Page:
For years I floundered in my efforts to improve my writing and establish my place as a Christian writer online. Tossed to and fro by the abundance of expert advice resulting from my ambitious research, I tried and failed at countless activities that didn’t work for me or profited little. I wasted my time, money, and energy. The advice I found on Google might work for some people, but I needed answers specifically for me.
Proverbs 11:4 says, “Where there is no guidance, a people falls, but in an abundance of counselors there is safety.” Connecting with mentors who specialize in the areas where I’m weak put an end to my futile experimentation. I received clear direction and guidance that helped me maximize my time, save my money, and get to where I needed to go.
2. We make mistakes.
My friend says that the biggest room in her house is the room for improvement. I can relate. Even professional Christian writers are fallible human beings. We make spelling mistakes and grammatical errors. When we write from the heart, we struggle to take a step back and see the page through the eyes of a reader. We complicate things and sometimes even write words that are untrue or imply an inappropriate tone. Worse, we can be hypocritical, failing to live for God’s glory as we attempt to write for his glory.
We need accountability. As Christian writers, we need mentors to come alongside us and keep us from sliding off our path. Our mentors know how to gently tell us the truth that hurts because they know it’s necessary to fulfill our call to write for God’s glory. Mentors like these are God’s provision. As it says in Proverbs 27:6–9, ”Faithful are the wounds of a friend… and the sweetness of a friend comes from his earnest counsel.”
3. Riding a roller coaster is better with someone beside you.
The life of a Christian writer is a wild journey of emotion. We can wrestle with imposter syndrome, experience mountaintop views when our work is published, battle discouragement after rejection, and grin with gratitude when a reader expresses appreciation for our work—all in a single day. It can be exhausting.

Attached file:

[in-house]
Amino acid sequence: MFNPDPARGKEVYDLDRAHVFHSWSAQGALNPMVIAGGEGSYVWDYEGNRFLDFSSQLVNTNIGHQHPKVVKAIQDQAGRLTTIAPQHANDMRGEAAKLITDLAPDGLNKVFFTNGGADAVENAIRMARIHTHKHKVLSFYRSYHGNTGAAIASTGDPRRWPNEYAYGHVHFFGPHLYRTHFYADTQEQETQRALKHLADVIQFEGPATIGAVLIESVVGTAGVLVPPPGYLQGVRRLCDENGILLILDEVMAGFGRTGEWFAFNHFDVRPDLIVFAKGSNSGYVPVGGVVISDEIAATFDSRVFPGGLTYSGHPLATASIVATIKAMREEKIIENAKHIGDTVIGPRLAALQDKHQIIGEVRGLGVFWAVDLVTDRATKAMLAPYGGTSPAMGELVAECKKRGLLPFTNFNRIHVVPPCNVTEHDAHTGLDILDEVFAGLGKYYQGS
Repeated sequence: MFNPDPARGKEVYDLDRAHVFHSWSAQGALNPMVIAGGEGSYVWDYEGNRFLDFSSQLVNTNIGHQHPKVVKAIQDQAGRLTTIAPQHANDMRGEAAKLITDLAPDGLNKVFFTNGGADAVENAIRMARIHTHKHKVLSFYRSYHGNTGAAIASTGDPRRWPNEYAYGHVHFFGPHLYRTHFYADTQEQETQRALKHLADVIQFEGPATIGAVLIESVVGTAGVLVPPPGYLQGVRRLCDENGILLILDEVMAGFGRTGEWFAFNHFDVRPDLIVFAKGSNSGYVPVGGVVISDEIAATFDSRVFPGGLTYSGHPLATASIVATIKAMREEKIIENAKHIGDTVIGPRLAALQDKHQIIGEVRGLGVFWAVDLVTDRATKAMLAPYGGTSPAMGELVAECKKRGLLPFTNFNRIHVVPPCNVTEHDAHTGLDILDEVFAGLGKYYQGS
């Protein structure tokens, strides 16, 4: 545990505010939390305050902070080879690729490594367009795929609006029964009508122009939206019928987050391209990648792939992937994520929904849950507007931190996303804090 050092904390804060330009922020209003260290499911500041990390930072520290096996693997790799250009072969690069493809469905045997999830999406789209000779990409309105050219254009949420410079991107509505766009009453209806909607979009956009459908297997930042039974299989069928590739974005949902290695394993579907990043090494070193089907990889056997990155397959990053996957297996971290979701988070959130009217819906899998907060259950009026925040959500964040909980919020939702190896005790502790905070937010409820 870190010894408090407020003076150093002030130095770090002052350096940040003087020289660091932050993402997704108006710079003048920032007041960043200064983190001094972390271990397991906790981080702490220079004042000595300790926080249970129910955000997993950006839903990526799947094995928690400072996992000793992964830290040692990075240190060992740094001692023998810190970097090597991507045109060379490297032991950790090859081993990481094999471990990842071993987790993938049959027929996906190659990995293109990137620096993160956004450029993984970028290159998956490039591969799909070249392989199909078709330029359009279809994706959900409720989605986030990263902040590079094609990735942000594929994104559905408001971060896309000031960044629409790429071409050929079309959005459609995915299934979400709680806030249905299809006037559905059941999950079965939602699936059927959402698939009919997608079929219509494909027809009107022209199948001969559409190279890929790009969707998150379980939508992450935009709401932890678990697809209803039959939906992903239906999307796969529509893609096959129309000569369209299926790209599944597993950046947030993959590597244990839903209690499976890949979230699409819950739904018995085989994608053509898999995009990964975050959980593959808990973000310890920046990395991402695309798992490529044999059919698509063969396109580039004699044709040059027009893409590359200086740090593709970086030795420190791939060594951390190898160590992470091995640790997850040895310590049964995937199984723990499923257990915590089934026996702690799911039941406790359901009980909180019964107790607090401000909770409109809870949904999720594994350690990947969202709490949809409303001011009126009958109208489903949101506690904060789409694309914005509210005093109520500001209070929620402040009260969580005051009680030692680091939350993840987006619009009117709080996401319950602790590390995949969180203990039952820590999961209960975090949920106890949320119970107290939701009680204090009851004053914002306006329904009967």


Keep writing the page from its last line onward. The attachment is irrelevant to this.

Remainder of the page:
A godly mentor reminds us why we do what we do. She helps us discern truth when we’re tempted to believe lies. She rejoices when we rejoice, and weeps when we weep (Romans 12:15). Like the companion described in Ecclesiastes 4:9–12, a mentor can lift us up when we fall and keep us warm in the cold of a writing winter. When writer’s block paralyzes our pens, our mentors inspire us to keep going.
Mentorship for Christian Writers
Continually, I encounter Christian writers who diligently work to use their gift of words for God’s glory. Still, they’re floundering—overwhelmed by information and advice, frustrated by all the time and energy they put into their work with seemingly meager results. They want their words to connect with readers and to have an eternal impact, but the nagging sense that they’re missing something lingers, causing discouragement and doubt in their call to write.
Does this sound familiar to you? It does to me. I fit that description years ago, but my experience is much different today.
When Mr. Ray gave me an “F” on my essay, and then offered wise counsel and practical suggestions to improve my work, I got a taste of something precious—like a glimpse of hidden treasure, available to anyone willing to follow the map. His mentorship gave me direction and propelled me toward God’s call on my life. I sought out mentors for every stage of my writing life since then, and I cannot fathom how I could write without their clear, compassionate shepherding.
That’s why I’ve partnered with Cara Ray and Amy Simon to provide a 6-month mentorship program just for you—The 2:2 Launch Lab. Mentorship changed our lives, and we know it will change yours. We want to save you the time, money, and frustration that we all wasted on our journey to launching a God-glorifying writing platform. We’ll come alongside you, share what we’ve learned, and help you find a clear path to fulfilling your call to write while considering your lifestyle, personality, goals, and the truth of God’s Word.
It all starts with our FREE webinar: A 3-Step Framework for Launching Your Writing Platform. In this 1-hour training, you’ll learn how to improve your writing, connect with your audience, and build a God-glorifying platform at the same time. You’ll receive a framework that will help guide you in launching your writing life (and career).
As we read in Proverbs 15:22, “Without counsel plans fail, but with many advisers they succeed.” Join us for this free webinar on November 16th at 12:00pm EST/9:00am PST and enjoy the benefits of mentorship with three experienced Christian mentors.